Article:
A validity study of the Quick Neurological Screening Test-Revised for learning-disabled students.
AuthorFinlayson, Shannon Bridget.
AdvisorObrzut, John E.
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PublisherThe University of Arizona.
RightsCopyright © is held by the author. Digital access to this material is made possible by the University Libraries, University of Arizona. Further transmission, reproduction or presentation (such as public display or performance) of protected items is prohibited except with permission of the author.
AbstractIn the past two decades, a great deal of information has been amassed in the area of developmental neuropsychology and central processing deficiencies in children. There is evidence that brain dysfunction can play a major role in the etiology of such deficiencies. Also recognized is the direct association between brain deficits and their etiological relationship to an individual's learning problem. Current definitions of learning disabilities reflect a variety of psychological correlates of neurological dysfunction. There is a general lack of research into the precise nature of the underlying functions that may be detected by neuropsychological assessment. Presently only one brief neuropsychological screening instrument measures performance using age-corrected norms: the Quick Neurological Screening Test-Revised (QNST-R; Mutti, Sterling, Spalding, & Crawford, 1978). This study was designed to determine the construct validity of the QNST-R with a learning disabled (LD) population. Scores of 122 children, 40 females and 82 males, ages six years, four months to 13 years, five months were collected on 14 subtests from the QNST-R. Principal components factoring of the original correlation matrix disclosed a five factor solution, which accounted for 57% of the original variance. Analysis of the initial correlation matrix revealed very low loadings between the 14 subtests, suggesting that each subtest measures a disparate aspect of student performance. Only one extractible factor exhibited high enough loadings to be interpretable, which was labeled Tactile-kinesthic-motor/left-right differences. This factor accounted for 21% of the variance. Factor analysis substantiated the hypothesis that limited factorial validity does exist for the QNST-R; however, the analysis also suggested that the test lacked the capability of assessing a range of diverse and independent functions, when used with this LD population. A number of diverse independent functions which are claimed to be measured by the QNST-R, and which need to be measured in order to produce a useful neuropsychological screening instrument, do not appear to exist for the LD population. Finally, age differences were revealed which suggest that younger children have greater difficulty successfully completing the QNST-R items than do older children. The need for further study is discussed. Alternative explanations for the results of the present study are presented.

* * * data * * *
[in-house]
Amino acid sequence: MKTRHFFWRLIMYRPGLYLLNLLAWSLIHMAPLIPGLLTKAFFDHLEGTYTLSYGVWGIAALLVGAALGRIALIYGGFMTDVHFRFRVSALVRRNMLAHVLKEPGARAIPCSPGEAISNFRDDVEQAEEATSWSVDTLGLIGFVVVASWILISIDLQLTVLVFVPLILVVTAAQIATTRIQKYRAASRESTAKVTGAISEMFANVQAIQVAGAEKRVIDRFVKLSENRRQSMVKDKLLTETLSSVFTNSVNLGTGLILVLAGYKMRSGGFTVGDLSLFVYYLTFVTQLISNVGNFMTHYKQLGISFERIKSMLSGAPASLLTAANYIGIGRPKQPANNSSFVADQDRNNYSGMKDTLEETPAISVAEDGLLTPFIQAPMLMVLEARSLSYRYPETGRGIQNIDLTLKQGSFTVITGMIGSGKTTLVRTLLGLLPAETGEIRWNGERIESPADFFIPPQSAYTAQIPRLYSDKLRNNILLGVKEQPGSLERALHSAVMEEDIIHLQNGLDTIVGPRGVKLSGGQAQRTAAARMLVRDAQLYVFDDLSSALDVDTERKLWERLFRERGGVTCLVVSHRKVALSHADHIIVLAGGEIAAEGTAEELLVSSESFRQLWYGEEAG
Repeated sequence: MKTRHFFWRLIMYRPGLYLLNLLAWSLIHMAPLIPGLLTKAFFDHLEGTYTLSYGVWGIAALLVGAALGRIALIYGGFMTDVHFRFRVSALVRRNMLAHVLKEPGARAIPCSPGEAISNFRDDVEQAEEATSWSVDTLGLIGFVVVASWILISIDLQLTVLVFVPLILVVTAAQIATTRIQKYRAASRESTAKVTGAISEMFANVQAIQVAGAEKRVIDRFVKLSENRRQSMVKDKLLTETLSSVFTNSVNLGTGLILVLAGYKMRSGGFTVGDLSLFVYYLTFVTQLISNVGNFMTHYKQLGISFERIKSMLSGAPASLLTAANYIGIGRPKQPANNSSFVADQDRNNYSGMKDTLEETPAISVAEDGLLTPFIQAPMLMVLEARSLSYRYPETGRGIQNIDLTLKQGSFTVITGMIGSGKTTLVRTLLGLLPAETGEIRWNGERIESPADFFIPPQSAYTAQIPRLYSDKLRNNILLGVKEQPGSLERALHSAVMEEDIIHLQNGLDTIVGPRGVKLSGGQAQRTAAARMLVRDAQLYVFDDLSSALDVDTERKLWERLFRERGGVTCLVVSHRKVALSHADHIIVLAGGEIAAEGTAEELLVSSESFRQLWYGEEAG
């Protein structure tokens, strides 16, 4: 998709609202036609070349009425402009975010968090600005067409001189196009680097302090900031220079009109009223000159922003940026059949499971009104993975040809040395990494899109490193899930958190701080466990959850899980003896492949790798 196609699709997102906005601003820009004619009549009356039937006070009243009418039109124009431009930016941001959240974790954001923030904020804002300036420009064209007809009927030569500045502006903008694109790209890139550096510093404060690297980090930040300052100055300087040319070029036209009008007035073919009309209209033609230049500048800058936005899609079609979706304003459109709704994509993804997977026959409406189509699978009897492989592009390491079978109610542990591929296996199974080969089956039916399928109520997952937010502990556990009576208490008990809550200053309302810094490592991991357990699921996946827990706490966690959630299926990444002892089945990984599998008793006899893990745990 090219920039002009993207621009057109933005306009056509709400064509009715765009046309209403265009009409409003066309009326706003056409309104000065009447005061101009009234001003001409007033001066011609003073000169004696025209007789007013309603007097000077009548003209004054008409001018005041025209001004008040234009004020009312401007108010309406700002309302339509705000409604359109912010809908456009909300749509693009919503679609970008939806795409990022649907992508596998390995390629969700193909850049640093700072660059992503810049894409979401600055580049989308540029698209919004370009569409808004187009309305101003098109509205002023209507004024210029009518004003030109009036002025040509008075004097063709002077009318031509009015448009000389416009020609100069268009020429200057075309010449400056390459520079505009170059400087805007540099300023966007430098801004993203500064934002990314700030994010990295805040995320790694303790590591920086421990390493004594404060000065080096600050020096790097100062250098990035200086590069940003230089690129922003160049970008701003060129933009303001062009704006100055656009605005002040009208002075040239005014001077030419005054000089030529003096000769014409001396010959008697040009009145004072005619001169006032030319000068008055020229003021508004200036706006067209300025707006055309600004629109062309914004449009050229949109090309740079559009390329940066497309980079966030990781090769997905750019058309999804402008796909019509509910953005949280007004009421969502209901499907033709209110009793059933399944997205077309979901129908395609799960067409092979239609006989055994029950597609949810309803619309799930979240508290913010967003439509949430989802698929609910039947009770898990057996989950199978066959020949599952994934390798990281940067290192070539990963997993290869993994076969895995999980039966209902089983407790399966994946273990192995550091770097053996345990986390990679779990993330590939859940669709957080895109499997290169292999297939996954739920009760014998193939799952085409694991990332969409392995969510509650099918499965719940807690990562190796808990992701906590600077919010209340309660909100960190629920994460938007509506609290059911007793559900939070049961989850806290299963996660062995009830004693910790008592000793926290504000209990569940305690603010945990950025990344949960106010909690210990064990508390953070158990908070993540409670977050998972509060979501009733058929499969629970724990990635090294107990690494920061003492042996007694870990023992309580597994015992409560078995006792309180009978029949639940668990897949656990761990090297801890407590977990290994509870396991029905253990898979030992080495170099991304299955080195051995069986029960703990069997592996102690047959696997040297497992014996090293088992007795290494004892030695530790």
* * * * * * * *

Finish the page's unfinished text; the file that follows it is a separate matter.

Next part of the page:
Degree ProgramEducational Foundations and Administration